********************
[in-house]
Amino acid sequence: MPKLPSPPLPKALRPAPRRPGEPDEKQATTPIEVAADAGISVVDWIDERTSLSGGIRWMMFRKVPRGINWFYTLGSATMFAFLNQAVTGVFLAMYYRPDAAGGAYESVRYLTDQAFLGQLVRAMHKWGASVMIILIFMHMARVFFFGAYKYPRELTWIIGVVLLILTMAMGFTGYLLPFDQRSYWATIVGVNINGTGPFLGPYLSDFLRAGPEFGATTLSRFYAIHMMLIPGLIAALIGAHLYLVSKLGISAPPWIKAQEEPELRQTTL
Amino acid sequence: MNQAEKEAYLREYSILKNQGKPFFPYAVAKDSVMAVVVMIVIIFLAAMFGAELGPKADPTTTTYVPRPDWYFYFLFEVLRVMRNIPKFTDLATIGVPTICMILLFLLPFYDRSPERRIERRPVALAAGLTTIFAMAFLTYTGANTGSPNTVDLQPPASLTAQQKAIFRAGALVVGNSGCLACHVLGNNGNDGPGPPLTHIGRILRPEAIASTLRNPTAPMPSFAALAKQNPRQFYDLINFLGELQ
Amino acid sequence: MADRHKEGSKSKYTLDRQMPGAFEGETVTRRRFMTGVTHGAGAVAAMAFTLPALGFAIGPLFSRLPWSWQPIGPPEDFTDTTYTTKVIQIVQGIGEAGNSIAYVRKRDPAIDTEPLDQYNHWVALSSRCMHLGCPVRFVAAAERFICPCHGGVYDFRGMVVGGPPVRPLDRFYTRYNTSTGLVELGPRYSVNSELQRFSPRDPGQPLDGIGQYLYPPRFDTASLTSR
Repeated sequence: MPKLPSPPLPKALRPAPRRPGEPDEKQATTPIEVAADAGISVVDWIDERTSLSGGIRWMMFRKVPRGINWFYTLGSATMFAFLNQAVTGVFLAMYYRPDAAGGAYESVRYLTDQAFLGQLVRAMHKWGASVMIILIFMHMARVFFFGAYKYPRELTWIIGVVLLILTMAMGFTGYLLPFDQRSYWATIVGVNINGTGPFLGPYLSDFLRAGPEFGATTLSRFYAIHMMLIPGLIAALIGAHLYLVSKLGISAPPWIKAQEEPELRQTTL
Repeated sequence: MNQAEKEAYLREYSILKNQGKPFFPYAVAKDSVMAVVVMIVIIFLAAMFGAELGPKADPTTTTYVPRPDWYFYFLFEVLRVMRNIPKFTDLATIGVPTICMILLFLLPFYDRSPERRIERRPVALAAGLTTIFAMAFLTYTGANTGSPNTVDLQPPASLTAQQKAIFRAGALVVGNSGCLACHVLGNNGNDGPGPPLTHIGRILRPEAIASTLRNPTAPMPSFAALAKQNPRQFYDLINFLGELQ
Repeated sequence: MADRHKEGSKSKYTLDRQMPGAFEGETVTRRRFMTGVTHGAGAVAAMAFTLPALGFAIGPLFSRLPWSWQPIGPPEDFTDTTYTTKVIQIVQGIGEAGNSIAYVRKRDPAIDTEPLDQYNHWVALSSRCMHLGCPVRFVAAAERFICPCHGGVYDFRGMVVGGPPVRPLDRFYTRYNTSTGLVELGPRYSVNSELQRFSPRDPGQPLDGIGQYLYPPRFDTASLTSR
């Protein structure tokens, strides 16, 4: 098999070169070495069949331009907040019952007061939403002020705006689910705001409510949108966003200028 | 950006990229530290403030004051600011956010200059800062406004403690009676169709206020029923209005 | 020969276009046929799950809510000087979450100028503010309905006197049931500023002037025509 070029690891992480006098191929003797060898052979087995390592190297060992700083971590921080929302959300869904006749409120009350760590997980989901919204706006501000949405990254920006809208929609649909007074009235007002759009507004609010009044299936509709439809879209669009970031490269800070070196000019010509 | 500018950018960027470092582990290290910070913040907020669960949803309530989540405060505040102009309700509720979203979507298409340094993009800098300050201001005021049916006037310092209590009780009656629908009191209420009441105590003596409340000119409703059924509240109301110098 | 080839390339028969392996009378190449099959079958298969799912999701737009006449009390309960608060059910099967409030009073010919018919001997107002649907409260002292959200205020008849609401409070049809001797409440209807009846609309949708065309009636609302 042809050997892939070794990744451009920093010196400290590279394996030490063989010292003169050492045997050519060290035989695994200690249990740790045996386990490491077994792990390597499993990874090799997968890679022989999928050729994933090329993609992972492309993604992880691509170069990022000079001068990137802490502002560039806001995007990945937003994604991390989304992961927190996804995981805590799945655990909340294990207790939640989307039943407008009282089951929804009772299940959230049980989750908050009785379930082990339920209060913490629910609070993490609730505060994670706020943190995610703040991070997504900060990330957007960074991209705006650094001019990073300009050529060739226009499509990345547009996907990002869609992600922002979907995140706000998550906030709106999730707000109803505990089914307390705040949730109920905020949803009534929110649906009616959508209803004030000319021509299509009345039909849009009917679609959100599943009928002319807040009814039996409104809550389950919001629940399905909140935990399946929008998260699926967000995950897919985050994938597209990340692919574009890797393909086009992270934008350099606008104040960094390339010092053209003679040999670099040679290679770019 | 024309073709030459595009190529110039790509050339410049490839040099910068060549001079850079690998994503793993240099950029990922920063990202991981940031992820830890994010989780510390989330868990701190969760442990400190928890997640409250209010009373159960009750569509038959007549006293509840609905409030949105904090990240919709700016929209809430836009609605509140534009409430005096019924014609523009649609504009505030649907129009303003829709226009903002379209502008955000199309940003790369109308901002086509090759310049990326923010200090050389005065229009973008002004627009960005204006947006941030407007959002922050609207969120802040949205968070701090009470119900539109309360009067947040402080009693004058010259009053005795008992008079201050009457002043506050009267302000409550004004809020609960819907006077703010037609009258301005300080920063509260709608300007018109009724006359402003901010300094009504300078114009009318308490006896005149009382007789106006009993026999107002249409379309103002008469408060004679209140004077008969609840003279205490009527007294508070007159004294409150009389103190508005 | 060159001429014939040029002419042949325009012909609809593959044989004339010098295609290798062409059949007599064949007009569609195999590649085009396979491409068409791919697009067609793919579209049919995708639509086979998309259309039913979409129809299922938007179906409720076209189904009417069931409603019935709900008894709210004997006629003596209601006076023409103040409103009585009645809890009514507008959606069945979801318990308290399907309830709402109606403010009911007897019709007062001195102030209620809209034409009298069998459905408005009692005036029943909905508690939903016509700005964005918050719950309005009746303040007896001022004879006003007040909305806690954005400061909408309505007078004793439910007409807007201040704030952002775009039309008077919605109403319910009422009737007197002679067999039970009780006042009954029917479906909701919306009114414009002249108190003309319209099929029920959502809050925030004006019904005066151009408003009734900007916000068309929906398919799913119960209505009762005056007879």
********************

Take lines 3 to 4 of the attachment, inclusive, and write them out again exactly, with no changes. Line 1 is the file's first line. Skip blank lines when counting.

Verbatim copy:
Amino acid sequence: MNQAEKEAYLREYSILKNQGKPFFPYAVAKDSVMAVVVMIVIIFLAAMFGAELGPKADPTTTTYVPRPDWYFYFLFEVLRVMRNIPKFTDLATIGVPTICMILLFLLPFYDRSPERRIERRPVALAAGLTTIFAMAFLTYTGANTGSPNTVDLQPPASLTAQQKAIFRAGALVVGNSGCLACHVLGNNGNDGPGPPLTHIGRILRPEAIASTLRNPTAPMPSFAALAKQNPRQFYDLINFLGELQ
Amino acid sequence: MADRHKEGSKSKYTLDRQMPGAFEGETVTRRRFMTGVTHGAGAVAAMAFTLPALGFAIGPLFSRLPWSWQPIGPPEDFTDTTYTTKVIQIVQGIGEAGNSIAYVRKRDPAIDTEPLDQYNHWVALSSRCMHLGCPVRFVAAAERFICPCHGGVYDFRGMVVGGPPVRPLDRFYTRYNTSTGLVELGPRYSVNSELQRFSPRDPGQPLDGIGQYLYPPRFDTASLTSR